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6 Tips on Getting Customer Feedback and Making It Actionable While qll entrepreneurs know that customer insights are invaluable to product design and continued improvement, acquiring and organizing useful feedback is easier said than done.

By David Chait Edited by Dan Bova

Opinions expressed by Entrepreneur contributors are their own.

All entrepreneurs know that customer insights are invaluable to product design and continued improvement. However, acquiring and organizing useful feedback is easier said than done and developing a strategy can be a daunting task. But it needs to be done.

Based on my experiences at a group-travel planner Travefy, here are six tips to gain user feedback and uncover actionable insights.

Related: The Value of Giving Testimonials and Reviews

1. Ask for it!

It is essential to receive a ton of responses from users, since a small sample can be skewed by the noise of random requests, complaints and issues.

As simple as it sounds, the best way to acquire enough user feedback is simply to ask for it. At Travefy we solicit comments in a variety of ways including automated "personal" emails to all trip organizers during the planning process as well as a Net Promoter Score (NPS) survey to all trip participants.

Be sure to utilize some of the great tools on the market to help you manage feedback, such as Zendesk for emails and Delighted for customer surveys.

2. Reduce barriers.

Another way to improve both the quantity and overall quality of user comments is to reduce barriers by soliciting feedback in the moment.

Be it automated emails, in-app chat tools (like Olark or SnapEngage) or simple comment buttons, getting insights at the moment a user hits a bug or friction point has enormous benefits. From a user's perspective, they feel heard, which can turn a negative situation into a positive one. And for you, real-time feedback is often more complete and can help you better understand reproduction steps, emotions and more.

3. Always ask WHY?

No matter what your product is or company does, the bulk of user comments tend to be feature requests or product enhancements, not just bugs. As such, understanding general motivations or "why" someone wants this feature is essential in identifying the actual problem you need to solve.

If you're just reactive to the simple feature requests themselves, you can find yourself on a wild goose chase.

Related: 6 Strategies for Getting Really Great Customer Service

4. Be analytical and identify trends.

Although most feedback tends to be qualitative in nature via emails or comments, a great way to better analyze these user thoughts is to somehow quantify it. A simple way to do so is to simply tag all feedback by categories or request types.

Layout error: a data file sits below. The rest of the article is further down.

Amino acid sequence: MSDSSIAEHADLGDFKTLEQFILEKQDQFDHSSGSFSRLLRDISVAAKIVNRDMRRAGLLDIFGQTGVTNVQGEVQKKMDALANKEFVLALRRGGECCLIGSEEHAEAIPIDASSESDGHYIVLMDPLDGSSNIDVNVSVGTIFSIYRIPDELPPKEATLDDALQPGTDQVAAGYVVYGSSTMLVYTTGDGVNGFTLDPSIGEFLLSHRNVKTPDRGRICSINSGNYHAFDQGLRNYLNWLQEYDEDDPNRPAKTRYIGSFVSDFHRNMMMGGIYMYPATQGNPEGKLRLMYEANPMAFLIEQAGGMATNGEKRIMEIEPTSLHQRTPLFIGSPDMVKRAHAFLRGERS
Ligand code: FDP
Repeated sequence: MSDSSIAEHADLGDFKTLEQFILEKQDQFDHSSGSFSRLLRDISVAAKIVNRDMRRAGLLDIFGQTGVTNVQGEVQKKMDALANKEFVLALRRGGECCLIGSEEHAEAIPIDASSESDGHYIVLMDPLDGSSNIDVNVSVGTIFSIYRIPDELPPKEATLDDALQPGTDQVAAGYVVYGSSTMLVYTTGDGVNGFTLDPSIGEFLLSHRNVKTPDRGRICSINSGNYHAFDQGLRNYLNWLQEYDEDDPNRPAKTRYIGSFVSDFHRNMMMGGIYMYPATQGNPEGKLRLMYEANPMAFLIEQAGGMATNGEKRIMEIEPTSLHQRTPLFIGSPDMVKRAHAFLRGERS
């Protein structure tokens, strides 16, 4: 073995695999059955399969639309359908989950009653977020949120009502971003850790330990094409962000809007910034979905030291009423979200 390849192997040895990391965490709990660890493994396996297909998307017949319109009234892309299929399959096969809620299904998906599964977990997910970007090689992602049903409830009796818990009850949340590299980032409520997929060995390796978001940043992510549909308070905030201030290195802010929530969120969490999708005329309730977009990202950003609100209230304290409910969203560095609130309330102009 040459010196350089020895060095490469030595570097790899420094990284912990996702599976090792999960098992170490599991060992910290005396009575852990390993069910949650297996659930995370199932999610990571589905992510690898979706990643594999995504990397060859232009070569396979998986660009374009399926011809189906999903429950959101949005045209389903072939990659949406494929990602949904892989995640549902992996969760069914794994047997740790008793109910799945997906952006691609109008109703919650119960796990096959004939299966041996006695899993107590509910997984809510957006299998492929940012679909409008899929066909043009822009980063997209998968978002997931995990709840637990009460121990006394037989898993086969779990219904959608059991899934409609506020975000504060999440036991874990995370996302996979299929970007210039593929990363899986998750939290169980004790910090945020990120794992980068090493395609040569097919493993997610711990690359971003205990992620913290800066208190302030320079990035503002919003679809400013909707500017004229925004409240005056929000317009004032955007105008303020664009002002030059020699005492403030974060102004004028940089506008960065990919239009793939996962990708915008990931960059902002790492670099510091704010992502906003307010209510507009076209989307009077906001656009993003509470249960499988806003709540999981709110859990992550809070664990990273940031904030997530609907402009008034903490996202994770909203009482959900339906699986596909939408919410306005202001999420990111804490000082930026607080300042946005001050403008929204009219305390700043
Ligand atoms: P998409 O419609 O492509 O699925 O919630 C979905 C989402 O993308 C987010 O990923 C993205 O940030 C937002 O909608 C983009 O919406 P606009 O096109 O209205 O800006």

This allows you to pull yourself away from the emotions of feedback to identify actual data trends and build an action plan based on the frequency of topics. To be perfectly honest at Travefy we're at times shocked by how frequently our perceived "top issues" are not even close to the actual most frequently mentioned topics.

5. Segment customers.

When analyzing user feedback segmenting customers can be vital. There are many helpful ways to segment customers in order to prioritize suggestions, many of which depend on your goals and business.

One simple way we typically segment comments are by "free" and "paying" users. While free user requests and insights are valuable, these users generally want more free features and it is often unclear whether those features would in fact move them to the "paid" bucket. Conversely, feedback from paying users can increase paid engagement, enjoyment and even open new revenue streams.

At different times, we prioritize requests from each group depending on our specific growth vs. revenue goals at that moment.

6. Think about impact.

No matter what business you run or how successful you are, time and resources are scarce and a valuable commodity.

As a result, think strategically about all feedback and when creating an action plan ask yourself, what enhancements will have the highest impact or reach the most users?

Related: Bringing a 'Customer-Centric' Focus to Life at Your Company

David Chait

Entrepreneur and Problem Solver; Founder & CEO,

David Donner Chait is the co-founder and CEO of group travel tool Travefy. He previously served as senior policy advisor at the SBA and worked as a consultant at McKinsey & Company.

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